Yesterday, the Supreme Court ruled that Slovak national lottery company Tipos had previously illegally used the trademarks of former Czechoslovak betting company Sportka, which means Tipos will now have to cough up at least EUR 14 million for the Cyprus-based company Lemikon Limited, which took over the claim from Sportka in November 2008.
Lemikon was demanding EUR 66 million from Tipos and could still get it, because the Supreme Court passed the overturned parts of the claim back to the court of first instance for re-examination, meaning Lemikon can still try to demand the remaining EUR 52 million from Tipos.
The latest development comes in the shadow of the brutal murder of prominent lawyer, Ernest Valko, who was said to be taking over representation of the state in the case in place of Ludovit Krupa, who was unexpectedly withdrawn and who did not wish to comment on the reasons for his withdrawal.
A close friend of Valko who wished to remain anonymous, told Hospodarske noviny that Valko had serious concerns about the case, with Valko himself referring to it as “a real dirty affair”.
Former head of the Anti-corruption Office, Jozef Satek, had no doubt that Valko’s murder was to do with big money, pointing specifically to the Tipos case. Satek told Hospodarske noviny that: “This was a contract killing, with the clear objective of halting Valko in his work so he would not thwart the perpetrator or party ordering his murder from getting their hands on big money”.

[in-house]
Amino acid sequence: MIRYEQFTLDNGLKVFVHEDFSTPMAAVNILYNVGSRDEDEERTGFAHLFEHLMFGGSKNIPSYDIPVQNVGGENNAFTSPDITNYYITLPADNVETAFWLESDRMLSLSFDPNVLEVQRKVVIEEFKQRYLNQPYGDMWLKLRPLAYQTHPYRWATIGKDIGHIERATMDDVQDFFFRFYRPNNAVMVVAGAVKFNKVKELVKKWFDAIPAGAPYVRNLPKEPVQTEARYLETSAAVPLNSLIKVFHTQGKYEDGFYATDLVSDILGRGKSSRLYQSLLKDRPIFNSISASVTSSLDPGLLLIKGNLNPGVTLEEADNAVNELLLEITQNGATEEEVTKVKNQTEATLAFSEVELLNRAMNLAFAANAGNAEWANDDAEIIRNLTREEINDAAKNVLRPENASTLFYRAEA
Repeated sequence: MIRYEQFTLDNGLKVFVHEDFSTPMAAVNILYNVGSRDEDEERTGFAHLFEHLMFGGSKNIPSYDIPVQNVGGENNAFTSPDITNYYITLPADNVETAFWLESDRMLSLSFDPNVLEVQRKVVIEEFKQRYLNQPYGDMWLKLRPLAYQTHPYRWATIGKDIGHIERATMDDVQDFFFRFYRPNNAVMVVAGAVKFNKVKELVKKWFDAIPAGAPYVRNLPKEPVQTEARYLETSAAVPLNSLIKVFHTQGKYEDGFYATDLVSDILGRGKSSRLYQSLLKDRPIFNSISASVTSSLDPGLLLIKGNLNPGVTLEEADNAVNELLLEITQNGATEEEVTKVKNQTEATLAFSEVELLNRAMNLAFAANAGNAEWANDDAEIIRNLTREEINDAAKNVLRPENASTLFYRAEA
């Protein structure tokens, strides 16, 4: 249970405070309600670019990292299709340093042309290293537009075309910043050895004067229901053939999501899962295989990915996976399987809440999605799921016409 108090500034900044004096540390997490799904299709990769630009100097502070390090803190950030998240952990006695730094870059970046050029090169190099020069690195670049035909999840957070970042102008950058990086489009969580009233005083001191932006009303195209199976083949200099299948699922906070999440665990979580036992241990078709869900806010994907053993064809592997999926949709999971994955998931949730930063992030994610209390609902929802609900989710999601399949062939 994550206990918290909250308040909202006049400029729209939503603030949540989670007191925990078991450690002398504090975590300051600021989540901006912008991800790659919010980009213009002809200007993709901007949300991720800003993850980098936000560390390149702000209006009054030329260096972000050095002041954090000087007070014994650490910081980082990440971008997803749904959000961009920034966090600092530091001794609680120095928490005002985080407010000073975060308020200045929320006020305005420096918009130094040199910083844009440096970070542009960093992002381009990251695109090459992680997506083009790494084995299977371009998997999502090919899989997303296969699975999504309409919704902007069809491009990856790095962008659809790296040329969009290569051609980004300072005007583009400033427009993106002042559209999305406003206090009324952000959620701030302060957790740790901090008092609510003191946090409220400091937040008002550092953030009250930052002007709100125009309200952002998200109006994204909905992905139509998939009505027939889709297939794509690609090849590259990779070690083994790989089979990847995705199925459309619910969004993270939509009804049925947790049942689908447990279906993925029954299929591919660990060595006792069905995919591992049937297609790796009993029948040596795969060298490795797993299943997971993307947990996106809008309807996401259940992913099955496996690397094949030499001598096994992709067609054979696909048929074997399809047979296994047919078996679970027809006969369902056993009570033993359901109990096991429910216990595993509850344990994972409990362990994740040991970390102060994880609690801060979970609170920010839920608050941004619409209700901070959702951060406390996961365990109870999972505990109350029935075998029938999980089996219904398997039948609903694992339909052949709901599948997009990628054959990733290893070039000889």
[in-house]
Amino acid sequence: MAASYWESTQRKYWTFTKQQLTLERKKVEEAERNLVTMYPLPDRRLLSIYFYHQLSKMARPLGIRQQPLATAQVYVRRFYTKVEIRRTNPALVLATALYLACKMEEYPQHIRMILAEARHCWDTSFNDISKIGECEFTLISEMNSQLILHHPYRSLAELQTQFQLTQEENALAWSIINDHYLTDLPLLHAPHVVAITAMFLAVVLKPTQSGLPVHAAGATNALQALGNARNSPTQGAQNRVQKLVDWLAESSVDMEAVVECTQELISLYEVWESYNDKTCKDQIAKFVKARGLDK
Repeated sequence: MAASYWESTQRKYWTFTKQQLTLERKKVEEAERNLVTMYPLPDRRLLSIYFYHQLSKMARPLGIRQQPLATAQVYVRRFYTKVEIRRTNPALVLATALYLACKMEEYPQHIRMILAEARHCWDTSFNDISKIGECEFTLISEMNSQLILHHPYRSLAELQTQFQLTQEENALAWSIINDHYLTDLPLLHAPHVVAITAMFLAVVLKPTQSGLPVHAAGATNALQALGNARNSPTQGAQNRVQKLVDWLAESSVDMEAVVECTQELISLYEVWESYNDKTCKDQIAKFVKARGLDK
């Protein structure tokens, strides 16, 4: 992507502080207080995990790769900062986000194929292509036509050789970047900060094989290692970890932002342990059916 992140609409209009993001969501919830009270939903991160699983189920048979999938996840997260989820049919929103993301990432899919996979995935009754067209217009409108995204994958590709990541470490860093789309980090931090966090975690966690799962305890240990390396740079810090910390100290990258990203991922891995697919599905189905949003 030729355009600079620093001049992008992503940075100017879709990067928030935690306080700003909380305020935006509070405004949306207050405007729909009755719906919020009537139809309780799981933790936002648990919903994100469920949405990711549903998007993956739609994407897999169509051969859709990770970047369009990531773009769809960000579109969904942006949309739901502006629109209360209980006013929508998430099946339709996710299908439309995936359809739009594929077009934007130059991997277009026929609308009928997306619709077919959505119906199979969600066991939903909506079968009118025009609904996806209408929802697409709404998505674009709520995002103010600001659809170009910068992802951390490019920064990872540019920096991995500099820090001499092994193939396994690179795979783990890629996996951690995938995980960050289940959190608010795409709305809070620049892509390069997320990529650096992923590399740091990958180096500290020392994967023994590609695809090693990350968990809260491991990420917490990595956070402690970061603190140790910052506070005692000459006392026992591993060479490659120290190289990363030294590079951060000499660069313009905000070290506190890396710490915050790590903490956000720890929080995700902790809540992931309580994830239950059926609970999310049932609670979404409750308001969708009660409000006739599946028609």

Before the June elections, Lemikon was claiming damages of around EUR 66.5 million, which finance minister at the time Jan Pociatek acknowledged and was willing to pay. Speculations about ties between Lemikon and Pociatek, among others, lie in the fact that the company has the same Cyprus address as finance group J&T, with which Pociatek has close ties, having been their guest on a luxury yacht right before the central parity exchange rate of the Slovak koruna was set to the euro (certain companies made a lot of money buying up koruna before the official rate was announced, and Pociatek had to withstand a no-confidence motion in parliament over the affair).
Security expert Milan Zitny, a friend of Valko, also feels that his murder could be associated with the EUR 67 million Tipos affair. Zitny also confirmed that Valko “had serious concerns with regard to Tipos”. Zitny explained that Valko had told him that “they want a percentage”, without saying who or in connection with what.
The state could possibly push Tipos into bankruptcy, which would render the claim of Lemikon almost unenforceable, but in this 10 year old case with its many twists and turns, just about anything could happen it seems.